Finally, a few fun facts about the cars…most Model T’s (post assembly line introduction) were black due to the fact that it was the fastest drying of all the colors, when the production of the Model T concluded (in 1927), Ford had produced 15, 007, 034 cars. 

That about summed up our day in Detroit. Heading back towards the hotel, we stopped over at the Fox Theatre and Comerica Park just to take a little look and then stopped for some food. Our second day, on the way out of the city, we stopped over in Dearborn to see The Henry Ford. 

The Henry Ford is the massive complex that houses the Henry Ford Museum of American Innovation, Greenfield Village, and works in partnership with the Ford Rouge Factory (The Henry Ford is also known as the Edison Institute). It is the largest indoor/outdoor museum in the United States and was added to the National Register of Historic Places in 1969, with the National Historic Landmark label attached in 1981. Where to begin?

We started our day with the Ford Rouge Factory Tour. The Ford River Rouge Complex is well known in the auto industry. Construction beginning in 1917 (opened for production in 1927, completed in 1928) it is the largest integrated factory in the World. The concept was to have everything that was needed to manufacture vehicles right at your fingertips. With the docks, the interior railroad, electric plant, and steel mill, there was no need to wait on much to be delivered in order to complete a car. The complex itself is made up of 93 buildings with 16 million square feet of factory floor space and, while the first products produced were the WWI Eagle Boats, it currently produces all of the Ford F-150 and soon to be Ford F-150 Lightning trucks. The factory tour is really interesting, showing the history of Henry Ford and the current projects, as well as a look at the factory tour (this was not in action when we toured, but you can tour when it is in action). 

From there we headed into Greenfield Village. Greenfield Village is known as an Outdoor Living History Museum- the first in the nation and a model that many other “living history museums” follow. The village is made up of various homes and buildings that were upended from their original locations and moved to the property with the end goal of showing the history of living and working in America since its’ founding. The village is a total of 240 acres, with 90 being used by the village itself. Some of the notable homes are those of the Wright Brothers, Edison and Ford, as well as the courthouse where Lincoln practiced law and a covered bridge from Pennsylvania. There is also the Farris Mill- one of the oldest in America. As part of the admission, you can pay to ride in an authentic Model T (some of which are replicas, some of which are actual authentic – we were lucky to get an authentic Model T), as well as on the Weiser Railroad.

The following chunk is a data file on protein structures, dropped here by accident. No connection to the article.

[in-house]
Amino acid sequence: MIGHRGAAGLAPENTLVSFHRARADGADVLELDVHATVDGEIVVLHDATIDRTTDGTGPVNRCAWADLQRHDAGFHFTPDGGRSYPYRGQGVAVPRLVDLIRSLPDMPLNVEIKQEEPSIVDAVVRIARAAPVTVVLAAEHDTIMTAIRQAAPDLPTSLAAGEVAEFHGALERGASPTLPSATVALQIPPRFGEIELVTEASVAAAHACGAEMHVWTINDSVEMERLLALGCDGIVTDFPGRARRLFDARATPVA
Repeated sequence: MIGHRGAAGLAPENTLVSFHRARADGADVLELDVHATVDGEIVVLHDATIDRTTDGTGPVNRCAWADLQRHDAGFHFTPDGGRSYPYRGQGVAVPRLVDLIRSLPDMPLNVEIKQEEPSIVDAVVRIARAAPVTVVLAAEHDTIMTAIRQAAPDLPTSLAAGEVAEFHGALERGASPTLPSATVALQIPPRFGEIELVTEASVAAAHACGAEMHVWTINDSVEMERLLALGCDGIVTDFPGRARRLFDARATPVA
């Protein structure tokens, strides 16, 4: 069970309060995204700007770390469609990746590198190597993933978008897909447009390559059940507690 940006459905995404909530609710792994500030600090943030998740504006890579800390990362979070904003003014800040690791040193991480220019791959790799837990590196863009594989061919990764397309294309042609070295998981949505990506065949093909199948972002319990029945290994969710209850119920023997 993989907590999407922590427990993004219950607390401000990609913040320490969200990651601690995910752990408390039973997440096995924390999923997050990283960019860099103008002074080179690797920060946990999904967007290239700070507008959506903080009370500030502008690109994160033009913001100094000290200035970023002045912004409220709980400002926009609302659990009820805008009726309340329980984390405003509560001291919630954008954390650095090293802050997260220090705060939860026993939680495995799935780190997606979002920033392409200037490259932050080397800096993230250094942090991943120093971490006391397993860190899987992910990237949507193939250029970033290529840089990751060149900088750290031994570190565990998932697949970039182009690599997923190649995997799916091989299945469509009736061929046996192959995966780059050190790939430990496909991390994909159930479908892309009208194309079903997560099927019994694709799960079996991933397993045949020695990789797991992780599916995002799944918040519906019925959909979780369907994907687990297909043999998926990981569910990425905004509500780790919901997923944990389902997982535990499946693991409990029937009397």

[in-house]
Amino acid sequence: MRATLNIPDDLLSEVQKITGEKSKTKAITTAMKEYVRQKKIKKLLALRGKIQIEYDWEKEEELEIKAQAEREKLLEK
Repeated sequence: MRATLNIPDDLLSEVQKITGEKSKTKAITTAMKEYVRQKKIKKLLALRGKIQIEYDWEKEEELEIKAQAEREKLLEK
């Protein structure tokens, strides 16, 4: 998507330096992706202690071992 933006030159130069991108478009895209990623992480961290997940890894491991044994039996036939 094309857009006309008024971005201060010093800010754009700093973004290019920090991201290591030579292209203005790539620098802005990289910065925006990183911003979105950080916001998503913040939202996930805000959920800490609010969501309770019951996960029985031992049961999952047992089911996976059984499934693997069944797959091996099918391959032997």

Finally, we headed into the Henry Ford Museum of American Innovation. Henry Ford was a bit obsessed with collecting and preserving historically interesting items that portrayed what the Industrial Revolution was like, both from an everyday life perspective (think items in the home, kitchen, toys, etc.) and from an industrial machine perspective. The museum is full of a variety of artifacts that range from massive steam and coal locomotives to presidential motorcade vehicles, to doll houses and tractors. There is also the Rosa Parks bus, the Oscar Meyer Weiner Mobile, a variety of engines, and restaurant signage. 

The museum itself was started as his personal collection on a 12-acre site. The building was designed with the Philadelphia Historical Park in mind (namely the Old City Hall, Independence Hall, & Congress Hall). Initially opened in 1929 as the Edison Institute, a private education site, it was later opened to the public in 1933. I will say that between all three (the village, the factory and the museum) we spent almost all day here and still didn’t see everything there was to see. We could have spent much longer if we hadn’t really needed to hit the road to make it to our next stop before bed time.

And with that we headed to my favorite spot on the entire trip…any guesses as to where that was? I’ll share it soon!